Traumatic Brain Injury
A traumatic brain injury ( henceforth referred to as “TBI”) is caused by being hit or a jolt dealt to the head. It could also result from an item penetrating the head that damages the brain or otherwise causes the brain to act abnormally. TBI can happen when the head very suddenly hits an object at a rapid speed, or when a foreign object enters the brain tissue. TBI can result from a:
- car wreck,
- trucking accident,
- motorcycle accident,
- work accident,
- defective product, or
- an accident due to a dangerous condition on personal property.
If your TBI was caused by the negligence of another individual or party, you should immediately contact an experienced South Carolina Traumatic Brain Injury Attorney to make sure that you are protected and to make sure that you get the proper compensation.
Causes of TBI
- Bruising (internal bleeding): If your TBI was secured by a heavy blow to the head or jolt (seatbelt example above), the brain has forward momentum which causes it to continue, in accordance with physics, until stopped, which, in this case, is the skull. When the brain hits the skull, it causes blood vessels to tear and release blood into the brain which compresses the brain tissue as there’s no room for it in the small area of the skull. This compression will cause the brain tissue to malfunction or even die off.
- Whiplash is an example of such an injury. Your brain hits the front of your skull, then when the seatbelt causes your body to stop and your body moves back, the brain, too, flies backward and hits the back of your skull. Now your brain has bruises in different areas. These injuries are often referred to as “contra coup” injuries.
- Tearing: If the brain moves both forward and backward, it can cause the brain tissue to tear. This is extremely serious as this can cause the brain to stop working. This happens at a microscopic level meaning medical tests like a CT-Scan or MRI may not show this tearing.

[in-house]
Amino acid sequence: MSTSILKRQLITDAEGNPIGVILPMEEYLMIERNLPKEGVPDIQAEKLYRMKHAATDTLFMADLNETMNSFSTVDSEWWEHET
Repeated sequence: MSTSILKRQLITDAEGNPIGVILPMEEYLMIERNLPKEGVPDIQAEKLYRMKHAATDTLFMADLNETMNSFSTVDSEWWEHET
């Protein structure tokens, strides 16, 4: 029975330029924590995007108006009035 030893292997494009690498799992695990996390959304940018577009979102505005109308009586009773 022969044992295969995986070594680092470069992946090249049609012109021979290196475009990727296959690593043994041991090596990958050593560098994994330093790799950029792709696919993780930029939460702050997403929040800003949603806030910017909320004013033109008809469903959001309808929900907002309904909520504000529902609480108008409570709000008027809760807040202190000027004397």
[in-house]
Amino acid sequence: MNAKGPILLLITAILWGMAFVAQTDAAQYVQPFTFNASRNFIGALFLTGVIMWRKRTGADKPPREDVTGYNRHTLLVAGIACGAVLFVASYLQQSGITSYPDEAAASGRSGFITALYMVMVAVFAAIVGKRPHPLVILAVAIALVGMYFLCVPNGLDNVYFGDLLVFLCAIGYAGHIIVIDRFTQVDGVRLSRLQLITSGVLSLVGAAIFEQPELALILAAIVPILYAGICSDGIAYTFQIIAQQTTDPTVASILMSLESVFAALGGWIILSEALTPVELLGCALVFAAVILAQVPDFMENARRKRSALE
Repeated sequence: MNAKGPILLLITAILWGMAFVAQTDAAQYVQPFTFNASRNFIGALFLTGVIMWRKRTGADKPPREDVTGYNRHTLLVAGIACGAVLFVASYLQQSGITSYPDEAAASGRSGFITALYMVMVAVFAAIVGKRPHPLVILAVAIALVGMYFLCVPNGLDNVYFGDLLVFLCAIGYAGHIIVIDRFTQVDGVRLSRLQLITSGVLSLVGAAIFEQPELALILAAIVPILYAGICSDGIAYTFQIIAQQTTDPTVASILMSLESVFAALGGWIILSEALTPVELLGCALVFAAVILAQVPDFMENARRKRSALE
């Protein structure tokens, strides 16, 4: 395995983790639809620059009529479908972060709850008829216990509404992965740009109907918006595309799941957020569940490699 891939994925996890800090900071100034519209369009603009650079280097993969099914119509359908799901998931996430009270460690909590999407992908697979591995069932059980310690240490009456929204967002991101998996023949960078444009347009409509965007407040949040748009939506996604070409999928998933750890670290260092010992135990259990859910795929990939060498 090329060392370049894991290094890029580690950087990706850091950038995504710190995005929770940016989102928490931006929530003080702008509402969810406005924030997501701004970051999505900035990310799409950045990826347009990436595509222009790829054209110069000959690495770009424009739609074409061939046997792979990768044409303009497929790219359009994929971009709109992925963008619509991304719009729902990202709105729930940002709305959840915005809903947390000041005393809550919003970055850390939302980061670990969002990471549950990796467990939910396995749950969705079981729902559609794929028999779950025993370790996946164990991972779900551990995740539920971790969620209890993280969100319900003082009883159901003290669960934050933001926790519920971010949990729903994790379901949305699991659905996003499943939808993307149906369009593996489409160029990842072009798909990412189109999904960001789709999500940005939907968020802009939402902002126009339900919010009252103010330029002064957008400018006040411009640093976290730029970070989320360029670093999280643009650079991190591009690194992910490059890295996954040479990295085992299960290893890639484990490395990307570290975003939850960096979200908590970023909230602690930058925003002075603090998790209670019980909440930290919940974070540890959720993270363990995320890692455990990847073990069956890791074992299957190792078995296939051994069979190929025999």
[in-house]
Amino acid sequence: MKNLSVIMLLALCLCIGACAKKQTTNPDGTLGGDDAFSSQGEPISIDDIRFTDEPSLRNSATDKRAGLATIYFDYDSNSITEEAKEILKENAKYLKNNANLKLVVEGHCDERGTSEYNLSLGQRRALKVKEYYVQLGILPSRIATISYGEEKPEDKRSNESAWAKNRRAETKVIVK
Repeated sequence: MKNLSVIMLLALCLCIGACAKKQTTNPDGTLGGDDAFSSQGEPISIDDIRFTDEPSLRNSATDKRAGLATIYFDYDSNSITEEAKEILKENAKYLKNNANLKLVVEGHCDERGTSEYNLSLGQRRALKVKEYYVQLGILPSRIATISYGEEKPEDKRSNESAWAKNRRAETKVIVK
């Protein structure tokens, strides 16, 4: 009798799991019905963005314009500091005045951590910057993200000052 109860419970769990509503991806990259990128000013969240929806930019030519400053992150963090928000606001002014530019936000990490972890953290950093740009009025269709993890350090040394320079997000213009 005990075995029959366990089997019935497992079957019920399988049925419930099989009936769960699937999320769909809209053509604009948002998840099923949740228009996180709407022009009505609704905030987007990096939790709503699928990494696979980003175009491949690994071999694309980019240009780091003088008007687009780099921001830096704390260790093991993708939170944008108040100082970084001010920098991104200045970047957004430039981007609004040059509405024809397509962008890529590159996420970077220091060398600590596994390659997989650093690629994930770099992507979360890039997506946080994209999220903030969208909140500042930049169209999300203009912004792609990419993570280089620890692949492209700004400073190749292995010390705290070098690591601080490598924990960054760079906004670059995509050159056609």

- Swelling: Just like any other type of injury, the brain will swell. When the body tries to repair damage, the healing agents it sends, have no room to work as the skull is an enclosed space. There is no room, and the brain will swell causing the pressure to build up in your brain and can lead to permanent damage.
Showing TBI Symptoms?
Depending on the type of injury and the severity, the symptoms vary. In the case of a mild brain injury, you may not present with symptoms, or the onset may be delayed. Typical symptoms include:
- Bad taste in the mouth;
- Behavioral or mood changes;
- Blurred vision or tired eyes;
- Changes in sleep patterns;
- Fatigue or lethargy;
- Ringing in the ears;
- Trouble with memory, concentration, attention, or thinking.
Mild traumatic brain injuries are defined by loss of consciousness and/or confusion and disorientation for less than 30 minutes.
A person with a moderate or severe TBI may show these same symptoms, but may also have a headache that gets worse or does not go away, repeated vomiting or nausea, convulsions or seizures, an inability to awaken from sleep, dilation of one or both pupils of the eyes, slurred speech, weakness or numbness in the extremities, loss of coordination, and confusion, restlessness, or agitation.
If you or someone you know has any signs of moderate to severe TBI–seek medical attention immediately. The brain is extremely complex and sensitive and often times, the damage is irreversible. Containing the current damage and preventing any further injury is critical. Moreover, because the brain controls every single aspect of your body, maintaining proper oxygen levels, blood flow, and blood pressure is necessary.
It is possible that you could have TBI without immediately presenting symptoms after a car wreck. If you weren’t driving at a fast rate or didn’t hit your head, you may still have a TBI. If a seatbelt caused you to rapidly stop your body from moving forward, your brain still has that momentum and your skull would be the seatbelt. Your brain could smash into your skull to give you a concussion. TBIs can range from fairly mild (loss of consciousness) to severe (coma or amnesia). You need to find an aggressive attorney to represent you to ensure your rights are protected. Just as the brain’s complexity, the law surrounding TBI is also complex and unique. This requires a TBI attorney with both legal and medical knowledge.
TBI Is VERY Serious
As TBIs are complex, this post can’t possibly contain all of the information you need. Please learn more about TBIs by visiting our website. We suggest you do not wait to hire an attorney. If you believe that you or a loved one suffered a traumatic brain injury due to another person’s or business’s negligence, please contact us in Columbia, South Carolina, for a free consultation.